This project provides research that maintains and enhances production of tropical and subtropical agricultural products, while encouraging agricultural practices that are environmentally acceptable.
APHIS Interline $3,000,000
Islands of Kauai, Maui, Lanai, Hawaii, and Molokai
This initiative provides for preclearance passenger baggage inspection for those interisland passengers departing Lihue, Kauai; Kahului, Maui; Kapalua-West Maui; Lanai City, Lanai; Hilo, Hawaii; Kailua-Kona, Hawaii; and Molokai with subsequent connections.
Geographically Disadvantaged Farmers and Ranchers – Statewide $2,600,000
Authorized under the Food, Conservation, and Energy Act of 2008 (Public Law 110-234) this initiative improves the ability of geographically disadvantaged farmers and ranchers to compete in interstate and foreign commerce by providing direct assistance to U.S. farmers and ranchers in Alaska, Hawaii, and the Caribbean and Pacific Basins.
Multi-species Sterile Fruit Fly Production Facility – Statewide $2,600,000
The sterile insect technique (SIT) has become the fruit fly eradication tool of choice worldwide, largely in response to public opposition to chemical control. The goal of this project is to design a multi-species sterile fruit fly production facility to provide emergency preparedness for SIT programs as prescribed in the National Incident Management System and to support fruit fly exclusion programs.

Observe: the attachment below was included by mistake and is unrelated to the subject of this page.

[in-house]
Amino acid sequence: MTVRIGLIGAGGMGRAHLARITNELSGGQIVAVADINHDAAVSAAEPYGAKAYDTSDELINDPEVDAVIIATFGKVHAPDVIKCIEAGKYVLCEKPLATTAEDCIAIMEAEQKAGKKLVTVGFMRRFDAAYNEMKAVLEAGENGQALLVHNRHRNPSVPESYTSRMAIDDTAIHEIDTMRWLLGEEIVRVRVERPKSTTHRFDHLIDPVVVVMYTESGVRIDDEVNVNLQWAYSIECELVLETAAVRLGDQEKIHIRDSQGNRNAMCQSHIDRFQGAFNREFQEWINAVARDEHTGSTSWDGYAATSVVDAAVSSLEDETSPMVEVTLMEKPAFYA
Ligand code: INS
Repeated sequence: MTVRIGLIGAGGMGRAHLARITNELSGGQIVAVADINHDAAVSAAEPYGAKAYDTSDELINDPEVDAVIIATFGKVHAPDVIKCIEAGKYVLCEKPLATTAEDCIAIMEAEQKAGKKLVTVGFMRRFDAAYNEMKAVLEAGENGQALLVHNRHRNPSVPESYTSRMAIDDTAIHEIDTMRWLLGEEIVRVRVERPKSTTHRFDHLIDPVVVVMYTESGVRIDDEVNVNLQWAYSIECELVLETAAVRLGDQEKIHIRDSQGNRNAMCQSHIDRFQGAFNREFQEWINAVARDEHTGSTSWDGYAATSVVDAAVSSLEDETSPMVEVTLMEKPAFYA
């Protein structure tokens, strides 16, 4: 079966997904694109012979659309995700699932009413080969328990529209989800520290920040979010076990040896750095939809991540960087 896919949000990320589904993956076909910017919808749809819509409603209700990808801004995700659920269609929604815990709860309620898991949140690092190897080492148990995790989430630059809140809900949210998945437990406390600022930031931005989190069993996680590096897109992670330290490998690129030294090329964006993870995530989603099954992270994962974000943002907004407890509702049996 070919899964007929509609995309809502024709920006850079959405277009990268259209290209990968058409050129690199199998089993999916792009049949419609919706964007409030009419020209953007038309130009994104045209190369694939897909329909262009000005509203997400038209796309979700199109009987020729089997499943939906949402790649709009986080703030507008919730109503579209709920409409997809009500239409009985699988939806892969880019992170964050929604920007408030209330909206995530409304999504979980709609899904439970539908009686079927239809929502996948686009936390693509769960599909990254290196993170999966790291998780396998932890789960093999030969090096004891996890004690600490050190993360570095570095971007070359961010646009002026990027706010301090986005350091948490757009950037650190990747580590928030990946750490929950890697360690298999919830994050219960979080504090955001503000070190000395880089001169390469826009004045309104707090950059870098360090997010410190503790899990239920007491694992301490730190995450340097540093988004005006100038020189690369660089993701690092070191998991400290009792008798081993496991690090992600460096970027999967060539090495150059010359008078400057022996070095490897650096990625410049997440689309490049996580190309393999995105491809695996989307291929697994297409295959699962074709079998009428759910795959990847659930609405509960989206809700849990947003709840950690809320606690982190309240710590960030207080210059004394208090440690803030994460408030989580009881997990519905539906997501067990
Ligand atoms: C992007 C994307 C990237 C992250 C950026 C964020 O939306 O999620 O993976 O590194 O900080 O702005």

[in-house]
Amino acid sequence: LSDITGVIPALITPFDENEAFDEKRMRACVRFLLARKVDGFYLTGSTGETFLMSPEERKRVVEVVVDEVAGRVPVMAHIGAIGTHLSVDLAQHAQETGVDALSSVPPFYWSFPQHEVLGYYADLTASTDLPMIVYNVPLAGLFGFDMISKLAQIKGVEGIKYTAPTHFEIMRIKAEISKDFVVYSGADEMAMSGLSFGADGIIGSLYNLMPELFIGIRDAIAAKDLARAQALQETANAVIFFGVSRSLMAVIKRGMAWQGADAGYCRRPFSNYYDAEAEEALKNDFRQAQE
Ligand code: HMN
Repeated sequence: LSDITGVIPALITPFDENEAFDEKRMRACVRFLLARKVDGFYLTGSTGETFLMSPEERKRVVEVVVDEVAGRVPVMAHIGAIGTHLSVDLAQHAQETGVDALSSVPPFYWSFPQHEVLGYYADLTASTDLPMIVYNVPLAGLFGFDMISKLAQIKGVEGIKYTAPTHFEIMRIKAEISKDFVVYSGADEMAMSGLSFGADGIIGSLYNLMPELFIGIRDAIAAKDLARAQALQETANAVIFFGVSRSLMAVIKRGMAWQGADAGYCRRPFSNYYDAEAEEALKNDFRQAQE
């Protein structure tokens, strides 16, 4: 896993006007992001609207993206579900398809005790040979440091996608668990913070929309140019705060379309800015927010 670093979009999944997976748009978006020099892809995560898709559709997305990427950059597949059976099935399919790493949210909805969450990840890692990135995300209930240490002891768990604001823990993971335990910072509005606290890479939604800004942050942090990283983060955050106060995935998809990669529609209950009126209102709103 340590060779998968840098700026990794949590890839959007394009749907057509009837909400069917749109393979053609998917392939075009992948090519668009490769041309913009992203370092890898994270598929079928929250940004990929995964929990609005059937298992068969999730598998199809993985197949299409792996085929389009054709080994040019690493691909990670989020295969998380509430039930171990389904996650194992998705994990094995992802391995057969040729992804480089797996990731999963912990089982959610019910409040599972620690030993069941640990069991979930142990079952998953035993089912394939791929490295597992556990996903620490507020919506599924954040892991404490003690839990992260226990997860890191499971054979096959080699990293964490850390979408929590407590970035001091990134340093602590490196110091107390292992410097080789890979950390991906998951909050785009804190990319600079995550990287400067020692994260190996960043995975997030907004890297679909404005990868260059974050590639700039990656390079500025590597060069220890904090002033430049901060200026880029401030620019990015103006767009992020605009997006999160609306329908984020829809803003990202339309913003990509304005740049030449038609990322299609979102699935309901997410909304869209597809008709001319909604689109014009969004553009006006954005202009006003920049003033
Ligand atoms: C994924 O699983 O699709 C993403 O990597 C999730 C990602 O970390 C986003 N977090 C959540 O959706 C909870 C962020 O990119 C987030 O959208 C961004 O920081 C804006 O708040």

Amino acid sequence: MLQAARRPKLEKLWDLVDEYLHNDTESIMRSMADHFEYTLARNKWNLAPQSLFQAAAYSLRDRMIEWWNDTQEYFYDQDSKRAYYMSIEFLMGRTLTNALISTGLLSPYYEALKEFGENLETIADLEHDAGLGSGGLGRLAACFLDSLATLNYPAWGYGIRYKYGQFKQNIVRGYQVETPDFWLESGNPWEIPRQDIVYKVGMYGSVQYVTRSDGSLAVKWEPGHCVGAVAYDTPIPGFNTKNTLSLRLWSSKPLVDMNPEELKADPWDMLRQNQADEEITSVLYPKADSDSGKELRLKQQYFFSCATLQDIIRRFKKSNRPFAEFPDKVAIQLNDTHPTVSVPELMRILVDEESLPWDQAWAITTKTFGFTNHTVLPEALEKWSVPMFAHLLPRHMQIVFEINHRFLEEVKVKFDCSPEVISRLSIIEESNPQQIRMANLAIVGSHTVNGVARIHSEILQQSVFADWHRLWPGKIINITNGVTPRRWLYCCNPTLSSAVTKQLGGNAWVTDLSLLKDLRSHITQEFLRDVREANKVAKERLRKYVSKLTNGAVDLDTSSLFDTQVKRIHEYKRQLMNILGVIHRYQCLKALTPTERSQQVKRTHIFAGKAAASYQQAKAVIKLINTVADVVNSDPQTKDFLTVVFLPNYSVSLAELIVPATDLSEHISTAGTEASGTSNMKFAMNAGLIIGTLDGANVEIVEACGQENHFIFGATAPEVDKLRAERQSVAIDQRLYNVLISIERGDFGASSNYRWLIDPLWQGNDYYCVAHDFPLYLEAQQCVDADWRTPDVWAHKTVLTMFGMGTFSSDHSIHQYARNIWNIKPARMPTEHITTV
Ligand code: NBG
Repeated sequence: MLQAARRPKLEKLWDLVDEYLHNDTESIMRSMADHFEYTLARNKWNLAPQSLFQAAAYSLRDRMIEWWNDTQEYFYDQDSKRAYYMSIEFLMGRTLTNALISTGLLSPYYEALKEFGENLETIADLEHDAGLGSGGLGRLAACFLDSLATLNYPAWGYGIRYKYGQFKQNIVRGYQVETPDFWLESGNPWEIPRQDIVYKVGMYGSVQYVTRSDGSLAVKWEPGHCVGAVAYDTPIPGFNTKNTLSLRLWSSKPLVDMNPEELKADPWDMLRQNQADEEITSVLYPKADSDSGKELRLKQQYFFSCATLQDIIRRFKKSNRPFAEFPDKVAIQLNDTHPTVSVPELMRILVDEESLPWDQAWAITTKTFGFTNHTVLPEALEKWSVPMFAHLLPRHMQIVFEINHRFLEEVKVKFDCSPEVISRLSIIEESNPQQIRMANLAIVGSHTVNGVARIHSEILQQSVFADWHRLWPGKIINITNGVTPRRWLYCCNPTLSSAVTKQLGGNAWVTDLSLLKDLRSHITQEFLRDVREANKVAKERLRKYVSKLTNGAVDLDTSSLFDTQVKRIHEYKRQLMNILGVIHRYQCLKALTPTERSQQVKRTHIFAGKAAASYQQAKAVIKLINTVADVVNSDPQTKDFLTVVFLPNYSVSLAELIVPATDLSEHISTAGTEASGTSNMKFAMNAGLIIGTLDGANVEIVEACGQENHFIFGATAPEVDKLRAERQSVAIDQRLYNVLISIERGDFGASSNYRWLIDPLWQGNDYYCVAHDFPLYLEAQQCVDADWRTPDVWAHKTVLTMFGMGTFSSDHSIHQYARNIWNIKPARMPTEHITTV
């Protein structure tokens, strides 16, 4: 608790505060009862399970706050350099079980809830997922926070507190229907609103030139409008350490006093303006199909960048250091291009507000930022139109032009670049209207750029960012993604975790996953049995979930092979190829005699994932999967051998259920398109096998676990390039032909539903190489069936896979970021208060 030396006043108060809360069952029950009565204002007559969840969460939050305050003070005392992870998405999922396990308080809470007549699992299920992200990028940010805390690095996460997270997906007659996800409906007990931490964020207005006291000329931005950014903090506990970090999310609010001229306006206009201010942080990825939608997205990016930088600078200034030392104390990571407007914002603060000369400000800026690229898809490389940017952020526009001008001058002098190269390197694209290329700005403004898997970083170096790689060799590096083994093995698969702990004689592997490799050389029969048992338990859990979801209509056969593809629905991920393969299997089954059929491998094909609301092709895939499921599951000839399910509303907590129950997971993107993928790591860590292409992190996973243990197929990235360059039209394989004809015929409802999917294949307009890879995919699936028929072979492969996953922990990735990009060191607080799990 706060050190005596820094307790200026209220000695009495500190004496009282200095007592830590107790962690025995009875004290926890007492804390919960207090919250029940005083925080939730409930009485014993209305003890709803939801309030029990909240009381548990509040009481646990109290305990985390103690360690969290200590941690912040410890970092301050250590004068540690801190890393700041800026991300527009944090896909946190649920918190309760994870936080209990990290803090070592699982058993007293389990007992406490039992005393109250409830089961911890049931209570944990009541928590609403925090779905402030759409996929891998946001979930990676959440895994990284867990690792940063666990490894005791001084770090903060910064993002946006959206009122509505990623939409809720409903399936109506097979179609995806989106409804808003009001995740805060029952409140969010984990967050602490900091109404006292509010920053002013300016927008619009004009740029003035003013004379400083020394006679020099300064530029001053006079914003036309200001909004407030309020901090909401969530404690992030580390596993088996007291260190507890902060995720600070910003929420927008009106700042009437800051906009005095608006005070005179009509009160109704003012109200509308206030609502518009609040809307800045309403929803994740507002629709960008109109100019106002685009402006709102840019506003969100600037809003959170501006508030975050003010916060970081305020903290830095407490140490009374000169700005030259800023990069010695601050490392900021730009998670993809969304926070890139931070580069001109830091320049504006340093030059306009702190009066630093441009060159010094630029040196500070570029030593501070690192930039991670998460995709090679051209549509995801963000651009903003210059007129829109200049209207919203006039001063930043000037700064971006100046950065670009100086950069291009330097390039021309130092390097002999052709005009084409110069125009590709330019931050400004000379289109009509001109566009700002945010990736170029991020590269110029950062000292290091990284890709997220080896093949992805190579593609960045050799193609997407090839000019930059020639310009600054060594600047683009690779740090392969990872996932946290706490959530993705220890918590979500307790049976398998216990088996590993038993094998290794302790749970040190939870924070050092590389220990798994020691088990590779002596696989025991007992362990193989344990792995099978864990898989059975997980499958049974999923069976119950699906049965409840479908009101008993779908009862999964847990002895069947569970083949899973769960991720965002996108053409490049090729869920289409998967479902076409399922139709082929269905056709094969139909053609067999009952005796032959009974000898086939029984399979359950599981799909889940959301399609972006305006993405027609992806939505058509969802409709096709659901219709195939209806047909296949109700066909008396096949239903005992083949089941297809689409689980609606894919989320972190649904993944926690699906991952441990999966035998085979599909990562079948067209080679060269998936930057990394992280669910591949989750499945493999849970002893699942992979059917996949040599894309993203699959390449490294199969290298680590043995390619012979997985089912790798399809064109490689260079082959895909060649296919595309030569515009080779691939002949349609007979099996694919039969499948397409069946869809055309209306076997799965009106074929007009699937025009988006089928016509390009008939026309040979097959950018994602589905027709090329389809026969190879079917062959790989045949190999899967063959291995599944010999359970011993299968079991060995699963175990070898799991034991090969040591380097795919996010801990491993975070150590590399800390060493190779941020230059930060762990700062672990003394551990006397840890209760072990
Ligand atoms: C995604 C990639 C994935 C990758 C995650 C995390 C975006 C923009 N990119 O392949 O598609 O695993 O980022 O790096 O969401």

Wildlife Services Hawaii $2,230,000
The Wildlife Services (WS) program in Hawaii, Guam, and the Pacific Islands focuses on the protection of agriculture, public and private properties, natural resources and human health and safety posed by wildlife i.e., hazards to aviation, invasive species and feral animals. This agency fills a void in the Pacific Island area where there is limited expertise available to deal with vertebrate pest problems over large geographical areas. A key part of the operations program of this federal agency is to prevent movement of Brown Tree Snakes (BTS) from Guam to Hawaii.
Alaska Native/Native Hawaiian Serving Institutions – Statewide $1,6000,000
The emphasis for this project is focused on building capacity and ownership among Hawaii’s rural agriculture communities including a large number of Native Hawaiian and other traditionally underserved minority populations. These funds are equally divided between Hawaii and Alaska.
Tropical Aquaculture Feeds – Island of Oahu $1,438,000